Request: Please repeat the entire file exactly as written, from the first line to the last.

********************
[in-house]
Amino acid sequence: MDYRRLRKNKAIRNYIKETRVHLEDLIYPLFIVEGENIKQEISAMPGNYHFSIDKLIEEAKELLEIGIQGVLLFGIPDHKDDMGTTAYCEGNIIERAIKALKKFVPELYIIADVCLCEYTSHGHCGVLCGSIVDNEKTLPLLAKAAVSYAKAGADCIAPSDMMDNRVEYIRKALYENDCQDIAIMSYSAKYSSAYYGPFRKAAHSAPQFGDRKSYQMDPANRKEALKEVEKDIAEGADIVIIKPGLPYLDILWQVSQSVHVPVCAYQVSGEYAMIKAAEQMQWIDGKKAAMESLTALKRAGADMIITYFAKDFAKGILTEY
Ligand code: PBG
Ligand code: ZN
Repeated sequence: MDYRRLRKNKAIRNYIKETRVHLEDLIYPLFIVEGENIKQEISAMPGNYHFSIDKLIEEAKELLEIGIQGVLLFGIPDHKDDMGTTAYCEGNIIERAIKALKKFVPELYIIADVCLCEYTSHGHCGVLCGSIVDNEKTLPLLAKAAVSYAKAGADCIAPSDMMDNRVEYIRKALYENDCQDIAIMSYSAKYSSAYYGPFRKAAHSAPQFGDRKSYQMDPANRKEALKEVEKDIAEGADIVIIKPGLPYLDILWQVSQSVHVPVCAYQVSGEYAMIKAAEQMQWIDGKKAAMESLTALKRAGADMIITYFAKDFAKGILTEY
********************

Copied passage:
[in-house]
Amino acid sequence: MDYRRLRKNKAIRNYIKETRVHLEDLIYPLFIVEGENIKQEISAMPGNYHFSIDKLIEEAKELLEIGIQGVLLFGIPDHKDDMGTTAYCEGNIIERAIKALKKFVPELYIIADVCLCEYTSHGHCGVLCGSIVDNEKTLPLLAKAAVSYAKAGADCIAPSDMMDNRVEYIRKALYENDCQDIAIMSYSAKYSSAYYGPFRKAAHSAPQFGDRKSYQMDPANRKEALKEVEKDIAEGADIVIIKPGLPYLDILWQVSQSVHVPVCAYQVSGEYAMIKAAEQMQWIDGKKAAMESLTALKRAGADMIITYFAKDFAKGILTEY
Ligand code: PBG
Ligand code: ZN
Repeated sequence: MDYRRLRKNKAIRNYIKETRVHLEDLIYPLFIVEGENIKQEISAMPGNYHFSIDKLIEEAKELLEIGIQGVLLFGIPDHKDDMGTTAYCEGNIIERAIKALKKFVPELYIIADVCLCEYTSHGHCGVLCGSIVDNEKTLPLLAKAAVSYAKAGADCIAPSDMMDNRVEYIRKALYENDCQDIAIMSYSAKYSSAYYGPFRKAAHSAPQFGDRKSYQMDPANRKEALKEVEKDIAEGADIVIIKPGLPYLDILWQVSQSVHVPVCAYQVSGEYAMIKAAEQMQWIDGKKAAMESLTALKRAGADMIITYFAKDFAKGILTEY